Kayla Lemons

Lemons, Head shot DSC_5108 (1)





Participant: PROMISE AGEP Research Symposium, 2014

Kayla Lemons
: Department of Biological Sciences
Institution: University of Maryland, Baltimore County (UMBC)




The Effects of Hydrocortisone on Tryptophan-2,3 dioxygenase and the Kynurenine Pathway

The Kynurenine pathway (KP) is a biochemical enzyme cascade responsible for metabolizing the essential amino acid Tryptophan. The hepatic enzyme Tryptophan-2,3 dioxygenase (TDO) is one of two enzymes that catalyze the initial breakdown of L-Tryptophan to N-Formylkynurenine in the first step of the pathway. It has previously been established in the literature that the steroid hormone Hydrocortisone induces TDO activity; however, the effects of Hydrocortisone on the KP as a whole have not yet been examined. Thus, given the role of TDO in the initial Tryptophan degradation step of the KP, we hypothesized that Hydrocortisone administration and the subsequent induction of TDO may cause significant changes in the levels of downstream KP metabolites. To test this hypothesis, Hydrocortisone was administered to 3 groups of mice which were sacrificed 1, 6, or 24 hours post-injection. High Performance Liquid Chromatography (HPLC) was then used to determine if there were any resulting differences in the levels of particular downstream KP metabolites in the liver, plasma and brain tissues of treated mice versus a saline-treated control group. This study has potentially great implications for the field of Neuropsychiatry, as several downstream KP metabolites are capable of influencing brain function by acting on various receptors and cell types in the brain. Given the known association between stress (which increases Hydrocortisone production) and the development of mental disorders, research into this topic could help clarify the proposed role of stress-related changes in the KP as a potential causative factor in the etiology of mental disorders.



I am currently a graduate student in the Neuroscience & Cognitive Science (NACS) doctoral program in the UMBC Biology Department. Originally a native of Virginia, I earned my Bachelor’s degree in Biology and Cognitive Science from the University of Virginia in Charlottesville, Virginia. During my time as an undergraduate at there, I served as a psychology research assistant in both the Virginia Affective Neuroscience (VAN) Lab and the Virginia Cognitive Aging Lab. Transitioning into graduate school, I look forward to gaining technical skills in bench research that deals with molecular and physiological questions in the field of Neuroscience.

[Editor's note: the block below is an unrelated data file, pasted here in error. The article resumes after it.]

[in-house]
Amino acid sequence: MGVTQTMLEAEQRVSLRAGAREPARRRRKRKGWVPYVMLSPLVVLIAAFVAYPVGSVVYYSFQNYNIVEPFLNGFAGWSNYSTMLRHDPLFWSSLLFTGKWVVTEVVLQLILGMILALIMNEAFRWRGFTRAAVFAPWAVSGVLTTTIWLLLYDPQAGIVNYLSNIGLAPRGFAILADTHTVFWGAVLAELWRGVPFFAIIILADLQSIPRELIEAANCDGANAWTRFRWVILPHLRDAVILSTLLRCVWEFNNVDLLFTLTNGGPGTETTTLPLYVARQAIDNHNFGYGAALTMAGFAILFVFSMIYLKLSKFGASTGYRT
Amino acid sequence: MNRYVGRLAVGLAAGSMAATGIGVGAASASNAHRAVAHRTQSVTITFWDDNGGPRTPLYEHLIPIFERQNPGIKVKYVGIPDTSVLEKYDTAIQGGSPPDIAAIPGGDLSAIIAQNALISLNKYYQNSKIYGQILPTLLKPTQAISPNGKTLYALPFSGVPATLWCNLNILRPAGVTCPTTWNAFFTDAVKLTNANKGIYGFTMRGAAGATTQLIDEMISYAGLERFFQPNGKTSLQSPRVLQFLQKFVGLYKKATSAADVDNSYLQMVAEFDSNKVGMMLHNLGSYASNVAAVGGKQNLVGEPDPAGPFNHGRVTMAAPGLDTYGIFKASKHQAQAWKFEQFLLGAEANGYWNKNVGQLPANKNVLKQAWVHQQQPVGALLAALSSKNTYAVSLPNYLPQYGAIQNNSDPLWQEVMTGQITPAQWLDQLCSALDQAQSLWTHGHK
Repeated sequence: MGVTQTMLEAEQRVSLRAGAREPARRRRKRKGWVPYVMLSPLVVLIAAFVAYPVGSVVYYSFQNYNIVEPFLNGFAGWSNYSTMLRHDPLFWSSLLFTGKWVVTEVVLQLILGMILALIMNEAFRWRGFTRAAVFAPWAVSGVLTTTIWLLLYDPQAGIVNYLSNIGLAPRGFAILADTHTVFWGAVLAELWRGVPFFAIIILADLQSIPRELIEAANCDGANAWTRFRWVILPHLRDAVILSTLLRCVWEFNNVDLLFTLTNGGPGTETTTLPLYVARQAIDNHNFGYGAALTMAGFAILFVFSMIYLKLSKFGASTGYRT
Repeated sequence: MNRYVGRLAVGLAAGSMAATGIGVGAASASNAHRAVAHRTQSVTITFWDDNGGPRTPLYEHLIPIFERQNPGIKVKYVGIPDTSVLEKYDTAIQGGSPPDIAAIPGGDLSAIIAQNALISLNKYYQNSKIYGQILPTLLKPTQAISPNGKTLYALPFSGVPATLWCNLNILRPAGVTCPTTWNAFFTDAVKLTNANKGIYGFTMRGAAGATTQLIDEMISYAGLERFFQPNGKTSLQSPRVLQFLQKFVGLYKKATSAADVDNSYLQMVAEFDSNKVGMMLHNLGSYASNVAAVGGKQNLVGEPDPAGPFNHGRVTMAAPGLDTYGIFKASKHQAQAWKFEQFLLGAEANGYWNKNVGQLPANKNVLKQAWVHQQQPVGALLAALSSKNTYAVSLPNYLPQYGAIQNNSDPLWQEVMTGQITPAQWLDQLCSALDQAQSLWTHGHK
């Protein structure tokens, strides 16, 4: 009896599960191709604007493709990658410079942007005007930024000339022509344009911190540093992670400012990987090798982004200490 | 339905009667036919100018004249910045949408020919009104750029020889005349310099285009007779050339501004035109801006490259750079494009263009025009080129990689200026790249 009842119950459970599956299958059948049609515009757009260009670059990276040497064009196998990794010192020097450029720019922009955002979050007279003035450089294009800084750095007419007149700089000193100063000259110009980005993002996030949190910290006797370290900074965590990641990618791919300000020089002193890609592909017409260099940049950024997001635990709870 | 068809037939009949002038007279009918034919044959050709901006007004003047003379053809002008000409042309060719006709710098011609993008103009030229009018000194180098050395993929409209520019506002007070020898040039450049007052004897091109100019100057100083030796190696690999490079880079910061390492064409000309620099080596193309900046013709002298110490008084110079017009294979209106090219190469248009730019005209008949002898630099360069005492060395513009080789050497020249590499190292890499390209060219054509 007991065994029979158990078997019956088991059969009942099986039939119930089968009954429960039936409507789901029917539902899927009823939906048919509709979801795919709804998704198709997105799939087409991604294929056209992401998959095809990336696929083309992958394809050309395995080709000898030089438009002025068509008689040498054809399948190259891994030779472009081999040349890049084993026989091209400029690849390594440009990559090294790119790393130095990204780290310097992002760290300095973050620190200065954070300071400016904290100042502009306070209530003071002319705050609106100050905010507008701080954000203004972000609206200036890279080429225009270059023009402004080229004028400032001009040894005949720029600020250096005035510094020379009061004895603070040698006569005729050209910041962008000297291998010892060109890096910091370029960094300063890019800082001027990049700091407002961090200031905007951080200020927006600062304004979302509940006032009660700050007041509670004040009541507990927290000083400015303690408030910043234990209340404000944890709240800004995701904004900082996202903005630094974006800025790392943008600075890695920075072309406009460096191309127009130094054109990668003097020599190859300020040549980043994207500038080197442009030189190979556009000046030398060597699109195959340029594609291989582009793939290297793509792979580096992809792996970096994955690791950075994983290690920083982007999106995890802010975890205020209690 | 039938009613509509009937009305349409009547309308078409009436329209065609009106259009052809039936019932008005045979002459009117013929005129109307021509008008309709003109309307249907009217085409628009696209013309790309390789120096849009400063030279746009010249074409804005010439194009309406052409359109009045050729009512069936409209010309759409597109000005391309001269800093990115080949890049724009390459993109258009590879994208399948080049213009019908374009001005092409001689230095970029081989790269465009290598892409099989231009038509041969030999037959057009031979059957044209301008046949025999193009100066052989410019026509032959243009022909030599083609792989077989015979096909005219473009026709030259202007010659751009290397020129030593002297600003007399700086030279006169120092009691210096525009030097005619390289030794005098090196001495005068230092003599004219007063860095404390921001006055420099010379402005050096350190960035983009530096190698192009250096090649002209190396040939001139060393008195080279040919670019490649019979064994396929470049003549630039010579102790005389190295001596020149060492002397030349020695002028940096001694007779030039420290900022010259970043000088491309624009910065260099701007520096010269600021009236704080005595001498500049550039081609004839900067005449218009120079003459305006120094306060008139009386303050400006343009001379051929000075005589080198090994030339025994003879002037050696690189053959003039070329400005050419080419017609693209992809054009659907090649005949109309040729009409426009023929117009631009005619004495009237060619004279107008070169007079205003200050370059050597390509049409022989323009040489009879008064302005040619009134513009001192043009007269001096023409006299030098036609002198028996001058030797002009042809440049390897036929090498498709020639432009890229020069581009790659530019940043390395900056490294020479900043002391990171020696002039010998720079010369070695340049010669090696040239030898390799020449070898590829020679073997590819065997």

Thus far, I have gained invaluable research experience through my work on a variety of graduate rotation projects. Utilizing immunohistochemistry and western blotting, I have studied the role of specific protein interactions in microtubule transport during the neural tube development of Zebrafish embryos. Additionally, I learned to use High Performance Liquid Chromatography in order to study the induction of Tryptophan 2,3 dioxygenase by hydrocortisone at the Maryland Psychiatric Research center. My current research project involves conducting behavioral studies in order to  assess the olfactory capabilities of mice in response to irritant exposure.


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